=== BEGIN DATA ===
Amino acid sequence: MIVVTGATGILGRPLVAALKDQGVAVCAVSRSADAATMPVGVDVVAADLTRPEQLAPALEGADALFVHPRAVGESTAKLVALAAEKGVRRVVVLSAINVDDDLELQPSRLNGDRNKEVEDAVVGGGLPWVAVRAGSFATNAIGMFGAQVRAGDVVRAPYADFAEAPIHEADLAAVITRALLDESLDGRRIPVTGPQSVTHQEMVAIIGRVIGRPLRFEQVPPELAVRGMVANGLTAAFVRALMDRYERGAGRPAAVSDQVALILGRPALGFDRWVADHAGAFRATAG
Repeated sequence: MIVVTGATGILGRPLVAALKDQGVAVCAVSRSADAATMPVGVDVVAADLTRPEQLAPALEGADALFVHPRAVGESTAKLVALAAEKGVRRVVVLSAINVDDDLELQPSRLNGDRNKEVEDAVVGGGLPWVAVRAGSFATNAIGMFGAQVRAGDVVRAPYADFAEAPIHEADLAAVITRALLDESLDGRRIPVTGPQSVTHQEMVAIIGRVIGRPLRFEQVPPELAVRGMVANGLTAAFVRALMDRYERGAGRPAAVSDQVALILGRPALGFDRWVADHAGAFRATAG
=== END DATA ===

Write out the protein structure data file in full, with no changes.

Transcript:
Amino acid sequence: MIVVTGATGILGRPLVAALKDQGVAVCAVSRSADAATMPVGVDVVAADLTRPEQLAPALEGADALFVHPRAVGESTAKLVALAAEKGVRRVVVLSAINVDDDLELQPSRLNGDRNKEVEDAVVGGGLPWVAVRAGSFATNAIGMFGAQVRAGDVVRAPYADFAEAPIHEADLAAVITRALLDESLDGRRIPVTGPQSVTHQEMVAIIGRVIGRPLRFEQVPPELAVRGMVANGLTAAFVRALMDRYERGAGRPAAVSDQVALILGRPALGFDRWVADHAGAFRATAG
Repeated sequence: MIVVTGATGILGRPLVAALKDQGVAVCAVSRSADAATMPVGVDVVAADLTRPEQLAPALEGADALFVHPRAVGESTAKLVALAAEKGVRRVVVLSAINVDDDLELQPSRLNGDRNKEVEDAVVGGGLPWVAVRAGSFATNAIGMFGAQVRAGDVVRAPYADFAEAPIHEADLAAVITRALLDESLDGRRIPVTGPQSVTHQEMVAIIGRVIGRPLRFEQVPPELAVRGMVANGLTAAFVRALMDRYERGAGRPAAVSDQVALILGRPALGFDRWVADHAGAFRATAG